Trainspotting author Irvine Welsh has paid tribute to former drugs smuggler-turned-celebrity raconteur Howard Marks, describing him as a “great friend and a marvellous, unique human being”.
Marks, who has died at the age of 70, once stayed in a flat in the Grassmarket area and became good friends with Welsh. The two men went on to campaign for a reform of cannabis laws.
“He burned bright and spread a great light,” said Welsh.
Welshman Marks, known as Mr Nice, announced last year that he had inoperable bowel cancer. A statement issued on his Twitter profile confirmed that he passed away in the early hours of yesterday morning.
It said that Marks had “died peacefully in his sleep surrounded by his four loving children,” adding: “Goodnight Mr Nice.”
Marks first came to public attention during his trial at the Old Bailey in 1981, where he was charged with importing 15 tonnes of cannabis from the US into Scotland.
However, he was acquitted of the charge after the jury accepted his defence that he was working for the British Secret Service and the Mexican Secret Service.
After years living under as many 43 aliases, he was eventually caught by the American Drug Enforcement Agency in 1988.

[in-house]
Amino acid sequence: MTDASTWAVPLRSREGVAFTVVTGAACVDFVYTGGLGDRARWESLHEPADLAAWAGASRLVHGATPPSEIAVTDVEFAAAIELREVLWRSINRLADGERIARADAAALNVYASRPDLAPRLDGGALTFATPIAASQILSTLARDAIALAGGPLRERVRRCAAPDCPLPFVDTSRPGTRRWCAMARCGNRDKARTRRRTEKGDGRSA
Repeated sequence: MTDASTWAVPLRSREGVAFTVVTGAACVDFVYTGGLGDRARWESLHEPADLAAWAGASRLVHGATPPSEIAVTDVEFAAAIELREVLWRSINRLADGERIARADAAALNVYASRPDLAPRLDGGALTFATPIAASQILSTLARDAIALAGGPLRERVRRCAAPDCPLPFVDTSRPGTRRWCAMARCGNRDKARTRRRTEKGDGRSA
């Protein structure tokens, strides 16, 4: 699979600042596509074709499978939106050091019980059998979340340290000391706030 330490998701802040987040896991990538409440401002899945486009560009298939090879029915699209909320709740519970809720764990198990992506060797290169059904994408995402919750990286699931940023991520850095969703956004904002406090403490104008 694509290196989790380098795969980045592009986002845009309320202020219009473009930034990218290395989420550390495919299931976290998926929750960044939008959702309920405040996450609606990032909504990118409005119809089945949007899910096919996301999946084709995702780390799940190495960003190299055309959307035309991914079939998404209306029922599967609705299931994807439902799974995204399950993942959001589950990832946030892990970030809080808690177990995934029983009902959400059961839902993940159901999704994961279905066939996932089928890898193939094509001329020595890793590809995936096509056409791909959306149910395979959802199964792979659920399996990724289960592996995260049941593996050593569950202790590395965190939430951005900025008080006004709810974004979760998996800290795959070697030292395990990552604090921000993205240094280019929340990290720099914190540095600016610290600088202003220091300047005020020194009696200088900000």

He was sentenced to 25 years at one of America’s toughest prisons – Terre Haute, Indiana – and was released on parole in 1995 after serving seven years.
His release led to a new career as an author, speaker, political campaigner and musician. A regular performer at the Fringe, he once agreed to a contract at the Assembly Rooms which stipulated that he must not smoke cannabis while on stage.
Another friend and former colleague, James Brown, the former editor of Loaded magazine, where Mr Marks had a monthly column, described him as a “true modern-day folk hero” who had done “so many funny, shocking, illegal things”.
Mr Brown said: “He stood for everything we loved. Mr Nice was a thrilling book. Howard is a bloody great example to us all.”
Born in 1945 in Kenfig Hill, a small Welsh coal-mining village near Bridgend, Marks went to Oxford University where he earned a degree in nuclear physics and postgraduate qualifications in philosophy.
After his release from prison, he stood for parliament in four separate constituencies – Norwich South, Norwich North, Neath and Southampton Test – in the 1997 general election on the single issue of the legalisation of cannabis, catalysing the formation of the Legalise Cannabis Alliance.
A 2010 film about his life, based on his 1996 autobiography, Mr Nice, starred fellow Welshman Rhys Ifans.